It is getting extremely difficult to find any house ramping stories. The message is hitting home; the housing crash is here to stay.
UK housing crash is over before it started
The independent indulges in wishful thinking, which is about as close as we get to a bubble bloater this days. "Crashes aren't good for us but at least we'll find the floor. And by 2010 we could be looking up." After this blag is over, Banks will shy away from mortgages for a generation. There will be no recovery. Remember that - NO HOUSING MARKET RECOVERY. If there is, I will eat my hat.
Bloggers speculate on the Freddie and Fannie bailout
The big story; and there is lots of good analysis out there. Here is a collection of useful links: Mish;Calculated risk; Econobrowser; and big picture.
How shot the celtic tiger?
"We were never going to have a soft landing. This is a crash in the housing market. Look at what is happening to price, to transactions [volume], to building activity." Dr Alan Ahearne, economics lecturer at the National University of Ireland, Galway.
The summer of discontent
Oil prices and the credit crunch; all we need now is a worldwide slowdown.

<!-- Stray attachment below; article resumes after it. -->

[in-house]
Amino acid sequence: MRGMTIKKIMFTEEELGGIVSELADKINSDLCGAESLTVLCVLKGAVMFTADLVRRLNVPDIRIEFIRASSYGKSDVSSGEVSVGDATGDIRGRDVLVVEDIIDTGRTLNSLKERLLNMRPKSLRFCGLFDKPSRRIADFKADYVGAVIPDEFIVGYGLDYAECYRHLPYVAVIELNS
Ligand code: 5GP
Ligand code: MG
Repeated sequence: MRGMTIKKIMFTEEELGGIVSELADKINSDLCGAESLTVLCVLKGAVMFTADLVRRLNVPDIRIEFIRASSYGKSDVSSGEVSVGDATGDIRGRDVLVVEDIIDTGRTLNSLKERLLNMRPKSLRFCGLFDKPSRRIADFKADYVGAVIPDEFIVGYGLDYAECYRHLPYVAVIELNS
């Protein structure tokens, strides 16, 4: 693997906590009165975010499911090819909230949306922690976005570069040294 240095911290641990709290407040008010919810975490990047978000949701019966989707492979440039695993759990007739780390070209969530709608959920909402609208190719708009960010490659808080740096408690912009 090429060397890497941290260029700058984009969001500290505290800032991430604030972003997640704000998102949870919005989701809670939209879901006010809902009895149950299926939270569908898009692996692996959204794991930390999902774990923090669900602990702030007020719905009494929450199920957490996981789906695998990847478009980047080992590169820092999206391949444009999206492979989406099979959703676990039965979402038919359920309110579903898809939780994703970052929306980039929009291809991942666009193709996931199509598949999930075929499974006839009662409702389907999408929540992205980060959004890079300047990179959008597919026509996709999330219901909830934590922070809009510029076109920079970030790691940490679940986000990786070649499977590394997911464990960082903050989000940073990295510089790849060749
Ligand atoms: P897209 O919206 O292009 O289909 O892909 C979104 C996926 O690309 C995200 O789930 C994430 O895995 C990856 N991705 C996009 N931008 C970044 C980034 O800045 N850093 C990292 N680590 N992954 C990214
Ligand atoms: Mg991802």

Debt collecting Nu Labour
Absurbity layered upon incompetence: "Northern Rock is using aggressive debt recovery tactics which are putting at unnecessary risk the homes of people struggling to pay back loans, say debt advice experts. The bank is rushing to take court proceedings against defaulters and is unsympathetic when borrowers try to negotiate repayment deals to avoid their homes being repossessed."
Pick your panic
Fannie, Freddie, Lehman, oil, stocks: How Wall Street became paralyzed with fear.
Emergency scheme to help cash-strapped homeowners
Foolish ideas are proliferating like weeds in an unkept garden
"Homeowners struggling to meet their mortgage payments would be able to sell their homes to the local authority and rent them back as tenants under radical proposals being considered by the government to prevent the misery of repossession."
The misery of repossession would be transformed into a massive loss for local authorities. Any house sold today will be worth less in a year and a lot less in five years time. Who will cover this loss? The local authority? The council tax payer?